Congratulations: American Airlines Finally Made Money Flying Passengers in the Second Quarter

I wrote last fall about how American Airlines was losing money flying passengers and also covered earlier in the year how all of their profit was accounted for by the AAdvantage frequent flyer program. American Airlines makes money selling frequent flyer miles to banks.

This was notable because it underscored just how badly the passenger operation was performing financially. The success of the frequent flyer program was hiding the losses of the airline business. However the airline’s financials made it possible to separate out these different components of their business.

It’s notable then that American finally made money from flying passengers in the second quarter. The last several quarters American has reported that their costs were greater than passenger revenue + cargo revenue. Their entire profit was accounted for by selling frequent flyer miles to banks. However in the second quarter American made money flying.

  • Passenger revenue per available seat mile: 15.22 cents
  • Cost per available seat mile: 14.94 cents
  • Available seat miles: 72,322,000,000

About Gary Leff

Gary Leff is one of the foremost experts in the field of miles, points, and frequent business travel - a topic he has covered since 2002. Co-founder of frequent flyer community, emcee of the Freddie Awards, and named one of the "World's Top Travel Experts" by Conde' Nast Traveler (2010-Present) Gary has been a guest on most major news media, profiled in several top print publications, and published broadly on the topic of consumer loyalty. More About Gary »

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  1. Gary, AA just removed all of their Phoenix-Vancouver flights from December through the end of the schedule. Looks like they may be abandoning that route altogether 🙁

  2. I find that interesting considering the number of flights that AA has cancelled. The MAX grounding was at the beginning of Q2, massive DFW cancellation in early June for weather, mechanic issues as well… If they can make money under those conditions, why do they lose money when things are operating normally?

  3. Making money is easier when you cancel 10% of your flights and then route those passengers though to their destination via a another airport.

    100% of the revenue and 90% of the costs. While a $6 dollar food voucher does have a hit to the bottom line, it can be absorbed

  4. They increased revenue passenger miles from 60 billion to 62 billion (+3%). Does that just mean people are hoarding their AA miles or have already spent balances down? At the same time ASMs were down 1% (737 MAX grounding?) and load factors were up.

    I imagine it’s a question of how many people they pissed off and sent to other airlines with their poor operational performance whether or not they can maintain their higher revenues for another quarter…

  5. Eventually even losers end up with some money, if they don’t die first.

    Given the oligopolistic nature of AA’s market and the Obama economy on overdrive with Trump’s corporate welfare king mandate, AA’s making money from its flying business at this point is only impressive in how long it took for AA to get to this point.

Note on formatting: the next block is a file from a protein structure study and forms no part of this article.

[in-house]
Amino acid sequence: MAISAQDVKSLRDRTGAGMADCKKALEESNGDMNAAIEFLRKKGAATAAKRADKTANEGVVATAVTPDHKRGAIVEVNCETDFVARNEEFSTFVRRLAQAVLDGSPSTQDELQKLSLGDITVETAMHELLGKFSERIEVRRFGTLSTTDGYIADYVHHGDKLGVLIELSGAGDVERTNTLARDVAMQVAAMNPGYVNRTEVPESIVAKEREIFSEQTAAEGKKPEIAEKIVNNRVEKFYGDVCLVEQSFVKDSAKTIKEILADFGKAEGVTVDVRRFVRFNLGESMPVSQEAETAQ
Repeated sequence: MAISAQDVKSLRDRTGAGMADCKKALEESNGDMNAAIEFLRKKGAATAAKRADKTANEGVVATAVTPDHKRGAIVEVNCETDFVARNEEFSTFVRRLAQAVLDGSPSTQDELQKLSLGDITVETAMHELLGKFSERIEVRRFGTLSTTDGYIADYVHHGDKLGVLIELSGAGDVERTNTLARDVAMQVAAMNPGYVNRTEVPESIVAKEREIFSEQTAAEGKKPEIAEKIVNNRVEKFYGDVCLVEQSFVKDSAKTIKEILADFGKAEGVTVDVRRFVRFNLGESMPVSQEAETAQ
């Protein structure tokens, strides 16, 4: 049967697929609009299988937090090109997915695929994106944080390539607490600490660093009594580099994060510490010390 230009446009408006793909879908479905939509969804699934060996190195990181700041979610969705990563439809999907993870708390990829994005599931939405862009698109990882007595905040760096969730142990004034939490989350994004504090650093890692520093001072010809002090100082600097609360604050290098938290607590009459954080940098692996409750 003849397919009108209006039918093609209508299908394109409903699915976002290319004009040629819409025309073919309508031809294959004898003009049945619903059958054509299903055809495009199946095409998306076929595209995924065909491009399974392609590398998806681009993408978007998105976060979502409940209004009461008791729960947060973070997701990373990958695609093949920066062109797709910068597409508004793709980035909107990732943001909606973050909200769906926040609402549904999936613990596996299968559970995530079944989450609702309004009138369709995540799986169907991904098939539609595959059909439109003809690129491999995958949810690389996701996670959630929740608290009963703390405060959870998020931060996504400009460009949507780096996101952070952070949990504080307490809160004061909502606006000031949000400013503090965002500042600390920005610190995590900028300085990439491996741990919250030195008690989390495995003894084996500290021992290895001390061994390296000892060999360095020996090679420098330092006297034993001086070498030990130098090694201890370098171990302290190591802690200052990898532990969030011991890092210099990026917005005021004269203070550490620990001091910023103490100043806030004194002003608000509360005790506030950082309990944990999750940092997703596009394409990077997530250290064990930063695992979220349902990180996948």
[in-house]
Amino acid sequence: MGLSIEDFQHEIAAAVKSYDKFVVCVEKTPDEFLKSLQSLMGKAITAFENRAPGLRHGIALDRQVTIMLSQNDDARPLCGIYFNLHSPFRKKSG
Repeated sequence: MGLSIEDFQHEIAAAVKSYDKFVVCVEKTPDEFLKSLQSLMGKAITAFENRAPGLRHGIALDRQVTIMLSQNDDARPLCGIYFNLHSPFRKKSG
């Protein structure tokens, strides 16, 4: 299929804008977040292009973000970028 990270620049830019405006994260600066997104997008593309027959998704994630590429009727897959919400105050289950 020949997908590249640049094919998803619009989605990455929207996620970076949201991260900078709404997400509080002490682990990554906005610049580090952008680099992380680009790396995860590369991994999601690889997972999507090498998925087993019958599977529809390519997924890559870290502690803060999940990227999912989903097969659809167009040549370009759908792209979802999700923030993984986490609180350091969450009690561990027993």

6. Annualized:

    $800 million core profit on core revenue of $44 billion.

    1.8% gross profit. Geniuses.

  7. DCJOE it was 1.2 bil pre tax at 12 bil revenues not 44 bill. The pre tax margin was about 10%.

  8. That was just one quarter. Even a broken clock is right two times per day. Can AA consistently make money flying planes?

  9. So the labor troubles are good for the bottom line? It suddenly makes sense that AA is being so unreasonable with their people on the negotiations front. Parker stumbled onto a great system: hose the mechanics, then when they get mad and cause problems because they were Bonvoyed so badly, blame them for everything while making more money from everyone else’s misery. It’s perfect for Parker’s personality.

  10. Has anyone looked at AA’s prices to go ANYWHERE? They are very high and prohibitive to regular people paying cash/credit cards….and if they have miles, it is now virtually impossible to find a flight that has only one stop where before that was possible. Also, they have virtually eliminated Business Class using miles by not making flights available in that section so that your only choice to use miles is First Class which is DOUBLE business class Everything appears to be a finger to the regular customer who cannot afford high prices. And…..why is it that AA prices seem to escalate during the summer when normal regular families are traveling? I would appreciate if someone would respond to my concerns.

  11. It seems American needs to reconsider a number of its routes. If it makes money running less planes and canceling/suspending some routes why not make it permanent. It has to see how the reduced routes translates into its ffp and credit card sign ups and usage. They can see where they get the most business from business travelers who spend a lot. Some routes might be best to cancel if it’s just a small amount of business travelers.

  12. Piggybacking on Jack roberts comment, I think AA should cancel 50% to 60% of its routes and give up the slots to other airlines like Jet Blue and Alaska.

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